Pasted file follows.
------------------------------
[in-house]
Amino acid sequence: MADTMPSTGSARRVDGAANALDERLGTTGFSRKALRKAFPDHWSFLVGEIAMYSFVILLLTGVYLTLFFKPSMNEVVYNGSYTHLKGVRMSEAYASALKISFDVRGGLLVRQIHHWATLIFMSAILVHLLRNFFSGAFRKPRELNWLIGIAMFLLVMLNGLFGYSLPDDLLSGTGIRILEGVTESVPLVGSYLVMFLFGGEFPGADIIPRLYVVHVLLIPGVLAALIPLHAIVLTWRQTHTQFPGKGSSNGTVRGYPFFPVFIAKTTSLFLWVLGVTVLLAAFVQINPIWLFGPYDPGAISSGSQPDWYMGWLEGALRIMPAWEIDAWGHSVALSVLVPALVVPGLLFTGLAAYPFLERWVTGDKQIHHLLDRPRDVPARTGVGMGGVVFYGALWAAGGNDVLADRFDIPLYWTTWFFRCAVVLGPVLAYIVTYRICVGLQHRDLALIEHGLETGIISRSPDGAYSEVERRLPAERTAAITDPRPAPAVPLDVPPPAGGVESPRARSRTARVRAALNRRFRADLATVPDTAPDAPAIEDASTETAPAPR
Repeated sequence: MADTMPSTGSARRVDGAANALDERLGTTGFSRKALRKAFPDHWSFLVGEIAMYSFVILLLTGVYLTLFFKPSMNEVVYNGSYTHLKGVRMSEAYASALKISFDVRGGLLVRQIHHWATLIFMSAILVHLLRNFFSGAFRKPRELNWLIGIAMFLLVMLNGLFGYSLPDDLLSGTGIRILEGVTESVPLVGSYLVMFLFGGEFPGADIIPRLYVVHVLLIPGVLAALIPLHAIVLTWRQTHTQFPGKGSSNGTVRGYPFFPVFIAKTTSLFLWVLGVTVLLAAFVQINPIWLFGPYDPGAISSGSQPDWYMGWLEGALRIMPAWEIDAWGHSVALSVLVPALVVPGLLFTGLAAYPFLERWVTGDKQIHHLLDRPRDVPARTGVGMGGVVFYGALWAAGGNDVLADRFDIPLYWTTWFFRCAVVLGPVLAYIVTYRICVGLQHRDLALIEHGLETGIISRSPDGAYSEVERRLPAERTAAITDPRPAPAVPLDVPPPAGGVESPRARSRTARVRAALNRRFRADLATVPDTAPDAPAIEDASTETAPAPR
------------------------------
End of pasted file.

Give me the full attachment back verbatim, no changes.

[in-house]
Amino acid sequence: MADTMPSTGSARRVDGAANALDERLGTTGFSRKALRKAFPDHWSFLVGEIAMYSFVILLLTGVYLTLFFKPSMNEVVYNGSYTHLKGVRMSEAYASALKISFDVRGGLLVRQIHHWATLIFMSAILVHLLRNFFSGAFRKPRELNWLIGIAMFLLVMLNGLFGYSLPDDLLSGTGIRILEGVTESVPLVGSYLVMFLFGGEFPGADIIPRLYVVHVLLIPGVLAALIPLHAIVLTWRQTHTQFPGKGSSNGTVRGYPFFPVFIAKTTSLFLWVLGVTVLLAAFVQINPIWLFGPYDPGAISSGSQPDWYMGWLEGALRIMPAWEIDAWGHSVALSVLVPALVVPGLLFTGLAAYPFLERWVTGDKQIHHLLDRPRDVPARTGVGMGGVVFYGALWAAGGNDVLADRFDIPLYWTTWFFRCAVVLGPVLAYIVTYRICVGLQHRDLALIEHGLETGIISRSPDGAYSEVERRLPAERTAAITDPRPAPAVPLDVPPPAGGVESPRARSRTARVRAALNRRFRADLATVPDTAPDAPAIEDASTETAPAPR
Repeated sequence: MADTMPSTGSARRVDGAANALDERLGTTGFSRKALRKAFPDHWSFLVGEIAMYSFVILLLTGVYLTLFFKPSMNEVVYNGSYTHLKGVRMSEAYASALKISFDVRGGLLVRQIHHWATLIFMSAILVHLLRNFFSGAFRKPRELNWLIGIAMFLLVMLNGLFGYSLPDDLLSGTGIRILEGVTESVPLVGSYLVMFLFGGEFPGADIIPRLYVVHVLLIPGVLAALIPLHAIVLTWRQTHTQFPGKGSSNGTVRGYPFFPVFIAKTTSLFLWVLGVTVLLAAFVQINPIWLFGPYDPGAISSGSQPDWYMGWLEGALRIMPAWEIDAWGHSVALSVLVPALVVPGLLFTGLAAYPFLERWVTGDKQIHHLLDRPRDVPARTGVGMGGVVFYGALWAAGGNDVLADRFDIPLYWTTWFFRCAVVLGPVLAYIVTYRICVGLQHRDLALIEHGLETGIISRSPDGAYSEVERRLPAERTAAITDPRPAPAVPLDVPPPAGGVESPRARSRTARVRAALNRRFRADLATVPDTAPDAPAIEDASTETAPAPR